Red wine can stain your teeth because the pigments in red wine are strong enough to seep through tooth enamel, which is the outermost layer of the tooth. If you drink a lot of red wine over a short period of time, the stains may appear almost black in color. Fortunately, you can prevent staining by rinsing your mouth with water after drinking white wine or red or swishing with mouthwash if you’ve already finished your glass. You can also brush, floss, and rinse with an alcohol-free mouthwash after drinking wine to help remove any left-over food particles that could cause bacteria buildup in your mouth. Drinking water while you drink also helps to rinse any lingering sugars from your teeth.

To learn more, contact Sina Malekuti DDS, PC, at 6120 Brandon Ave Suite 303, Springfield, VA 22150, or call (703) 451-3211.

Leave A Reply

Please fill all the fields.
More Blog Posts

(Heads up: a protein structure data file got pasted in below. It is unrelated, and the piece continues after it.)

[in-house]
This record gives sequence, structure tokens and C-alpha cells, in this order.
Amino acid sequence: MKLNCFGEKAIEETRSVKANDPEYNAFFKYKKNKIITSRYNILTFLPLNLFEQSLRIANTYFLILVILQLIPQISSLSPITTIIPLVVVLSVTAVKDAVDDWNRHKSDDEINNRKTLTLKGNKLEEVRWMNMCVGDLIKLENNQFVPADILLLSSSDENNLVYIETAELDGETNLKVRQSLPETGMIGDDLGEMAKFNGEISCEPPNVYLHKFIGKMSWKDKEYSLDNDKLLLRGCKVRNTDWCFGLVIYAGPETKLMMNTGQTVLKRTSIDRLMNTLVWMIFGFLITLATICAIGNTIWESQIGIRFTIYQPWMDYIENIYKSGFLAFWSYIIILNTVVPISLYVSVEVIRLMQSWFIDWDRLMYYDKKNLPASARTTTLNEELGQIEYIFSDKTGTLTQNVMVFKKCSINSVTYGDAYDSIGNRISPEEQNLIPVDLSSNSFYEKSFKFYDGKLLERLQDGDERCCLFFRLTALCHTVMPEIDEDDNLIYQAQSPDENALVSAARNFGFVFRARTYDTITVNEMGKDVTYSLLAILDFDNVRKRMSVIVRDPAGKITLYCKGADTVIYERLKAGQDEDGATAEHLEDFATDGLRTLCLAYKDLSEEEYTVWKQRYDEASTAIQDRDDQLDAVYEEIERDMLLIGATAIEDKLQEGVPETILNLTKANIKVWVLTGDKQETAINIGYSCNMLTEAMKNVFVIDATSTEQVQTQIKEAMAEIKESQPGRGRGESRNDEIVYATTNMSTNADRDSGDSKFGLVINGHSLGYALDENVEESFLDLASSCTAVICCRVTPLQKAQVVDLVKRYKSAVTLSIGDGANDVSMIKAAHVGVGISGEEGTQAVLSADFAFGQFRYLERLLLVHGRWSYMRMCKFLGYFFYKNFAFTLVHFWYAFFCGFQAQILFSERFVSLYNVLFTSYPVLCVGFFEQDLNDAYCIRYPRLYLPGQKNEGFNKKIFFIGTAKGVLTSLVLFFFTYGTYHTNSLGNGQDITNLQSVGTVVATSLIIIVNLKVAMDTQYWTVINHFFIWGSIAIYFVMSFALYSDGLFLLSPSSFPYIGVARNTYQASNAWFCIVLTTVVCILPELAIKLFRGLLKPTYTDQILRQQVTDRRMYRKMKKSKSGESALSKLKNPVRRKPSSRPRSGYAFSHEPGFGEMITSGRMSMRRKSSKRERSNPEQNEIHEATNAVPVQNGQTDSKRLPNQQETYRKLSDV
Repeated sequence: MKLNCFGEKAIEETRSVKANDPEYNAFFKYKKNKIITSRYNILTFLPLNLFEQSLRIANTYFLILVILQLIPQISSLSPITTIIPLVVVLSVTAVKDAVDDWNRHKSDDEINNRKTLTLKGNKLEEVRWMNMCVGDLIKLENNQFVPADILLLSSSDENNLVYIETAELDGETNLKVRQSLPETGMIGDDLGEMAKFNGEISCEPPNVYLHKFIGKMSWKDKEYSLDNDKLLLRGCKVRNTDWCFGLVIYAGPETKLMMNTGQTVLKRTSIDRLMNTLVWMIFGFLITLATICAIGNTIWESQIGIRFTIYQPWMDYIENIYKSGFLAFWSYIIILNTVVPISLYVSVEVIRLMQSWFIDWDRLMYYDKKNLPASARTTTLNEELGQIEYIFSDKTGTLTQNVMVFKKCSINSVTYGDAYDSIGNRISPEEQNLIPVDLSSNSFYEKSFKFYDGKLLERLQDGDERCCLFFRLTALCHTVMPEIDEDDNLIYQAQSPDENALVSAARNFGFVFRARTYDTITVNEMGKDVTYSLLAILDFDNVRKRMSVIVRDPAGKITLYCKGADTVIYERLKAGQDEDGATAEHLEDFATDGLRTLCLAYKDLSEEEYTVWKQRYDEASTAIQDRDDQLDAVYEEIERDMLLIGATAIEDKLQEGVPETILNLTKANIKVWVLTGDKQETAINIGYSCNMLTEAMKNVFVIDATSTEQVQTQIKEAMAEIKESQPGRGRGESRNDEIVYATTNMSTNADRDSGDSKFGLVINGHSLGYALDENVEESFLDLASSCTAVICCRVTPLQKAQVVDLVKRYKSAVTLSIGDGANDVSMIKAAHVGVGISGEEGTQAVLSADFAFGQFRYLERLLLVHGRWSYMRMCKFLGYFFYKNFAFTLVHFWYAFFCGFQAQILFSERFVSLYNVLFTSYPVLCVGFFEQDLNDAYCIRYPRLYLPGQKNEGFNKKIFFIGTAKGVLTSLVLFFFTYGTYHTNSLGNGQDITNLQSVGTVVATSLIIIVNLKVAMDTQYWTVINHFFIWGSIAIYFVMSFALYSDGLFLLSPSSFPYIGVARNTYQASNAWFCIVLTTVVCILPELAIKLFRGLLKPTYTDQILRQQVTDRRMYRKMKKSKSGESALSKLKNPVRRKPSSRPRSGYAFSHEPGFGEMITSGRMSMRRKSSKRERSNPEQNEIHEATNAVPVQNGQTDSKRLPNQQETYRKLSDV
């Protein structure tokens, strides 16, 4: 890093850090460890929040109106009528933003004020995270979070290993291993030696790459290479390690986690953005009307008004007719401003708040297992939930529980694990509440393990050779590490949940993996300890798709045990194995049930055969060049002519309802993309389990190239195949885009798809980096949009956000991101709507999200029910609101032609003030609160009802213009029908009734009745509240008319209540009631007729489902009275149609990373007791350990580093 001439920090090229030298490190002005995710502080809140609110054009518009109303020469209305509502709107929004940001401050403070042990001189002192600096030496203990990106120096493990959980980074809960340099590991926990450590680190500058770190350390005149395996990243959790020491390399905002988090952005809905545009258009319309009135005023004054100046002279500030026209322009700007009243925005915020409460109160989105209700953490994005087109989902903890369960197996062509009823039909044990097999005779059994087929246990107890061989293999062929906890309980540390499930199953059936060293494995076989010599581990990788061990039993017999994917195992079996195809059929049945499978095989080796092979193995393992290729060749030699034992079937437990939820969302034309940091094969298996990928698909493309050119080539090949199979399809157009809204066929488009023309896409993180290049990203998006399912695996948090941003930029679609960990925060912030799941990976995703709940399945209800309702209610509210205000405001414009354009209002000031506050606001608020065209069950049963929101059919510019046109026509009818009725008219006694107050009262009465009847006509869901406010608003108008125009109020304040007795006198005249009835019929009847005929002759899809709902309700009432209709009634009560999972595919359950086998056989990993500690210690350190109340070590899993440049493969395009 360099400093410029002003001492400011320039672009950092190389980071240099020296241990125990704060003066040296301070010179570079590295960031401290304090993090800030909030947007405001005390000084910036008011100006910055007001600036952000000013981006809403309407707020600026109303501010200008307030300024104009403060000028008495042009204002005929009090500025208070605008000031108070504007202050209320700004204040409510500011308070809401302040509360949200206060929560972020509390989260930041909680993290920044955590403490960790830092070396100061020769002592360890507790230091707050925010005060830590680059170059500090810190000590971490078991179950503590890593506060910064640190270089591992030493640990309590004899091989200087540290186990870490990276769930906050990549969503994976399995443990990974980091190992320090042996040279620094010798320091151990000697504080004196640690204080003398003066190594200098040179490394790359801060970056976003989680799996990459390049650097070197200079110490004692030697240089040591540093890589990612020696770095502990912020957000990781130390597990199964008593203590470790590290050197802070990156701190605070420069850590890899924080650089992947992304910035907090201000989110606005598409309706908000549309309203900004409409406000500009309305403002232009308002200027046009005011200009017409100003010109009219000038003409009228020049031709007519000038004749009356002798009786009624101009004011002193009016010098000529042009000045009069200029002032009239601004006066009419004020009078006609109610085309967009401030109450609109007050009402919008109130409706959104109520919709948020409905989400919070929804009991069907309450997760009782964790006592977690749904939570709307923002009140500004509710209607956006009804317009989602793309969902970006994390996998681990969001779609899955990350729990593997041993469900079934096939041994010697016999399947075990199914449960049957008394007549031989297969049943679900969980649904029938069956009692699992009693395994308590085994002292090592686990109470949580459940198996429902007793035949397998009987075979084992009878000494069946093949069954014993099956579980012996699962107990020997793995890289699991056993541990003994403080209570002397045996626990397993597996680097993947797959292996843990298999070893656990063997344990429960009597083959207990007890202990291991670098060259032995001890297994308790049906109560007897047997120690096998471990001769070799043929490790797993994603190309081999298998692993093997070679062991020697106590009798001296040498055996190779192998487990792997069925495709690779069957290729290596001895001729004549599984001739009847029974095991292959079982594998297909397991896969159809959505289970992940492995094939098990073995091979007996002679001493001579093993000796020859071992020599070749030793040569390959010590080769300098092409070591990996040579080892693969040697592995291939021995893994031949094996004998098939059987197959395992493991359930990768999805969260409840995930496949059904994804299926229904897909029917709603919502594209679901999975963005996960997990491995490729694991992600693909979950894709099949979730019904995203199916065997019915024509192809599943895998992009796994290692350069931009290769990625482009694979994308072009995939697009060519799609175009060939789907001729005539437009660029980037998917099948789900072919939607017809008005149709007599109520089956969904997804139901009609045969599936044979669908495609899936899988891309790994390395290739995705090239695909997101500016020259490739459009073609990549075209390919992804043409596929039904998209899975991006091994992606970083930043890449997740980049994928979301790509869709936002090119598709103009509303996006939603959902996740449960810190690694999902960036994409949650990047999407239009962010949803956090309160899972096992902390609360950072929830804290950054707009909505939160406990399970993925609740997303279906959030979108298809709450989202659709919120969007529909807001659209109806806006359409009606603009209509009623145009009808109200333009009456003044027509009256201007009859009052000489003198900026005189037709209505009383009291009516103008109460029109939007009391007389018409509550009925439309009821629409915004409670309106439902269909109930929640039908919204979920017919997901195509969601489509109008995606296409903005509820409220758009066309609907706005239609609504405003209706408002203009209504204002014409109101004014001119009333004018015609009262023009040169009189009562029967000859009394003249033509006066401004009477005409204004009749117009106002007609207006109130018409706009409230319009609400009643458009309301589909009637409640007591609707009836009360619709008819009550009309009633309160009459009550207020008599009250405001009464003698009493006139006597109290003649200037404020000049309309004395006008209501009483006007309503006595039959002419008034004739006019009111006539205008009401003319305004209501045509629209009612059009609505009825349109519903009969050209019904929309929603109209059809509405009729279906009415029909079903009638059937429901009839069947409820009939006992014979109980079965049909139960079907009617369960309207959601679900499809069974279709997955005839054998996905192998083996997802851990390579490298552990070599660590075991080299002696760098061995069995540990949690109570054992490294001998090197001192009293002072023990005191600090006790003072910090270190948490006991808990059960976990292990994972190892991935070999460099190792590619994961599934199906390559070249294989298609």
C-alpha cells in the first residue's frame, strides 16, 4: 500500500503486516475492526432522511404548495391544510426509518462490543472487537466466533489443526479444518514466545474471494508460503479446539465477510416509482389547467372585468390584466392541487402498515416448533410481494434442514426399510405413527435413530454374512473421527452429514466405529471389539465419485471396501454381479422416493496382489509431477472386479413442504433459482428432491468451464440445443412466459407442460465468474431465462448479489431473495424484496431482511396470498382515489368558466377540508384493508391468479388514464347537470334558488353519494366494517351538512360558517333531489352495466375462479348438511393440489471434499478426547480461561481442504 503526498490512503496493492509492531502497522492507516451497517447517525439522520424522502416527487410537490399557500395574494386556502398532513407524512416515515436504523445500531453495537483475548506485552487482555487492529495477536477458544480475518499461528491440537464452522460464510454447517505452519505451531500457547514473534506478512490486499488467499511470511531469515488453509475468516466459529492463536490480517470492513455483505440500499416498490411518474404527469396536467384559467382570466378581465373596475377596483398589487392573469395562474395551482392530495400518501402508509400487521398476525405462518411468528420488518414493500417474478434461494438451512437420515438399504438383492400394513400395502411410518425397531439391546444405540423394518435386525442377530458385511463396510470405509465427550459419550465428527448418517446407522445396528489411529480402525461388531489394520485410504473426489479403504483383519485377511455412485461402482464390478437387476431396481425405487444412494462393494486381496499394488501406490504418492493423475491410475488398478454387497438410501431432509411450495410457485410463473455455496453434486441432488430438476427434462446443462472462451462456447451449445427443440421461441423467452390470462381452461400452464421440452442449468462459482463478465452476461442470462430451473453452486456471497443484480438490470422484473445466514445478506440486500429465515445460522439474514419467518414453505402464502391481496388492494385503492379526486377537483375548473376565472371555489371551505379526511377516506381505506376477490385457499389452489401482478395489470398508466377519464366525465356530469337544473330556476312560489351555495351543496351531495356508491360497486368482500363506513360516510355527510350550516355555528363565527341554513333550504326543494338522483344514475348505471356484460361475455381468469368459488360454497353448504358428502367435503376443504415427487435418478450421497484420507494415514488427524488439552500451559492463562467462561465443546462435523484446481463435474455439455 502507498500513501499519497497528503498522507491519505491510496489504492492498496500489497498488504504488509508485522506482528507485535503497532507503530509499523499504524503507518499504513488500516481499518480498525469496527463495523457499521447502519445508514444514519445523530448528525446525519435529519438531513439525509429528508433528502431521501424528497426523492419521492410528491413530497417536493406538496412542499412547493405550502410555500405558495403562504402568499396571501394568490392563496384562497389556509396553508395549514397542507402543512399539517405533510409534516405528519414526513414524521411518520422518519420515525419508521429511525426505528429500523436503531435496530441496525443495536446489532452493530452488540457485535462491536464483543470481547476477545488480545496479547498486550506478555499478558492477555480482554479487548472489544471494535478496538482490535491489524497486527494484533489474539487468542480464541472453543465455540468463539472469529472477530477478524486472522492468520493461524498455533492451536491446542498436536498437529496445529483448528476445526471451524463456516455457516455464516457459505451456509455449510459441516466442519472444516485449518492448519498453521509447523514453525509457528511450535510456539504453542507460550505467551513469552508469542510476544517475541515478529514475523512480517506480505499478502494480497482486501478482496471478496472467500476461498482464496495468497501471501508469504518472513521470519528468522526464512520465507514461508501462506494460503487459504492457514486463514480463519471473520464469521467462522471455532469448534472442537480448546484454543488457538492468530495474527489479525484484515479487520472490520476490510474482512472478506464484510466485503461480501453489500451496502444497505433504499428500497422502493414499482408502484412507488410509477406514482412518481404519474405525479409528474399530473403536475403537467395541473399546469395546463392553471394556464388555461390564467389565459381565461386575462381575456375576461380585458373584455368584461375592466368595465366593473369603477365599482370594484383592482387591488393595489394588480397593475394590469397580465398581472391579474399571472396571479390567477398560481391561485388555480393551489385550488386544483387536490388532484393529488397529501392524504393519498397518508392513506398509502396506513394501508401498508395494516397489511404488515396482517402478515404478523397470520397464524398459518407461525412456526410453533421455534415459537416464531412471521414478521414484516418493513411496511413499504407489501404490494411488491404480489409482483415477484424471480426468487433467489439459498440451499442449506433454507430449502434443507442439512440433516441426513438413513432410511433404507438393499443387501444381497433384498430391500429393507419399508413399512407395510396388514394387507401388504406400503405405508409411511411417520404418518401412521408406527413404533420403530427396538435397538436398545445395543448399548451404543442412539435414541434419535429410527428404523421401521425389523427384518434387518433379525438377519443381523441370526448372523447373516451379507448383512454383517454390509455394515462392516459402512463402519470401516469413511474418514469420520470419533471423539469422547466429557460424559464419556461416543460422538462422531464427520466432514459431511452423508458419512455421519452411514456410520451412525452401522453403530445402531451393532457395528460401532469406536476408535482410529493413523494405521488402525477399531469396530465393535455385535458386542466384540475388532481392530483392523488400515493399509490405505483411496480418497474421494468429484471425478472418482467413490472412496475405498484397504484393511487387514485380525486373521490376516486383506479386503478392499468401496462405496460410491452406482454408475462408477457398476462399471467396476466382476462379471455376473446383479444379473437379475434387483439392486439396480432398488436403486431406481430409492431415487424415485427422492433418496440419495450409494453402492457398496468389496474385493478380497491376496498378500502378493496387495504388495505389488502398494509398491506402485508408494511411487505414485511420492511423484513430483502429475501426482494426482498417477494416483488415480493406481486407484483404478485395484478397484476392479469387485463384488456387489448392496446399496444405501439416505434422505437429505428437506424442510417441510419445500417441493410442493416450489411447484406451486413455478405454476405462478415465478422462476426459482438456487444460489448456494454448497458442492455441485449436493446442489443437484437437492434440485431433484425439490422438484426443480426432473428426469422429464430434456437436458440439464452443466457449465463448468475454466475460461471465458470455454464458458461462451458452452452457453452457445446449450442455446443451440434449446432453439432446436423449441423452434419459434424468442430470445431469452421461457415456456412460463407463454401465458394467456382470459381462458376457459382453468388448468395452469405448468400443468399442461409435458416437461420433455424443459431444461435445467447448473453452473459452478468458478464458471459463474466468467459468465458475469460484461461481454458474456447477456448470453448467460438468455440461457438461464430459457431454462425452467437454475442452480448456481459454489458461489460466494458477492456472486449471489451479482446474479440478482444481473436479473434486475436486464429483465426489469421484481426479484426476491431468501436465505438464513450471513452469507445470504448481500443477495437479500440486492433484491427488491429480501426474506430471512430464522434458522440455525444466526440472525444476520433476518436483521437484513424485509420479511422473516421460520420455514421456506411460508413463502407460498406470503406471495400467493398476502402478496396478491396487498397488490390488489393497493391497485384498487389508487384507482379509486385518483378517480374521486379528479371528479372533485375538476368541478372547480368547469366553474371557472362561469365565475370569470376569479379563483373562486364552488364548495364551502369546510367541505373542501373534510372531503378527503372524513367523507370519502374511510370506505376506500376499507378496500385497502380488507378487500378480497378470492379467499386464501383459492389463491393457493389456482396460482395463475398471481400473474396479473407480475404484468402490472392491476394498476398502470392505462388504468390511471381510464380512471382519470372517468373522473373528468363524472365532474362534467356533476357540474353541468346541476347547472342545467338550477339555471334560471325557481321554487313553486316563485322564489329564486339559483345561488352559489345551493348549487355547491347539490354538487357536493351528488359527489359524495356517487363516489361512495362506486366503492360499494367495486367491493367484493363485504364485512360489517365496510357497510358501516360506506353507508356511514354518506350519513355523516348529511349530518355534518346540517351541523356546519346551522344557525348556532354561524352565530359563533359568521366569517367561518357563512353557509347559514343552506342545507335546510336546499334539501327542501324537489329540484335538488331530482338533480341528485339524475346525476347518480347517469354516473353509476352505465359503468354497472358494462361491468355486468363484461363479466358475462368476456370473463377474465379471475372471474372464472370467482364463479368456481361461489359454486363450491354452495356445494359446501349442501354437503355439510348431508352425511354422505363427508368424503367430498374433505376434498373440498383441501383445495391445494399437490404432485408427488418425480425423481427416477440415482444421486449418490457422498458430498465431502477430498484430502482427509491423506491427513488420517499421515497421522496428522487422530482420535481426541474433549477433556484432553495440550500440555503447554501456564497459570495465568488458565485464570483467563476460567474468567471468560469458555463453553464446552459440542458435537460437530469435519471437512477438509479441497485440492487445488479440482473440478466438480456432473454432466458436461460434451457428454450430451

We would prefer that we could schedule inconveniences, but that is not possible. At the very least, we ought to be prepared for the unexpected as much as we can. Being in pain commands our full attention and if we have a plan in place beforehand, then the emergency will end sooner than if we had no plan. It is obvious that we are not at our best at making decisions when in pain. When that pain is dental, it may escalate to the point where we begin to consider emergency treatment. Pain somehow seems exponentially worse in the middle of the night than in the daylight hours, and the question of whether to pursue professional pain relief depends on several factors. Let’s plan now for those times by examining our options. DENTAL EMERGENCIES A knocked-out tooth, a swollen gum or jaw where you suspect an abscess, and dental agony which do not respond to over-the-counter analgesics all require emergency attention. Many dentists schedule in response time for dental emergencies during their workday, so check with your dentist first of all. The dreaded after-hours emergency need not be insurmountable. If your locality offers either a private or university-based dental clinic, check them for extended hours and emergency services. In the meantime, deal with your situation by treating yourself. Secure your knocked-out tooth in a glass of milk until it can be reinserted. Warm compresses over any swelling will ease the discomfort until you may be treated professionally. As a last resort, the hospital emergency room will help you become pain-free until your regular dentist is available. MIDDLE-OF-THE-ROAD EMERGENCIES REQUIRE A JUDGMENT CALL Techniques exist for ameliorating dental pain, and you should know them. Oil of clove applied to the aching tooth is a traditional analgesic, and packing a vacant filling space with sugarless gum helps with smoothing rough edges which may abrade the inside of your mouth. Rubbing an ice cube on the web between the thumb and forefinger on the same side of the body as the pain has been reported to be successful. PAINFUL CONDITIONS CAN BE HELPED, TOO These conditions may not be a full-fledged emergency, but they hurt enough to require assistance as soon as possible. For instance, loose braces or wires which jab the sensitive inside of the mouth may be smoothed by applying orthodontic wax over the abrasive edges. Gentle flossing between the teeth will remove any bits of food that may be causing pressure, and your problem will be solved quickly if this is the only factor causing pain. A time-honored technique is to rinse the mouth with salt water several times daily. Knowing these pain control techniques will make the difference between a restful night and a pain-filled one. Your dentist wants you to be pain-free at all times, so let’s help them out by learning as much as possible what to do in a dental emergency. If you have any questions or need to visit our office due to a dental emergency in Springfield, VA, call us immediately to schedule or walk in, we are here to help.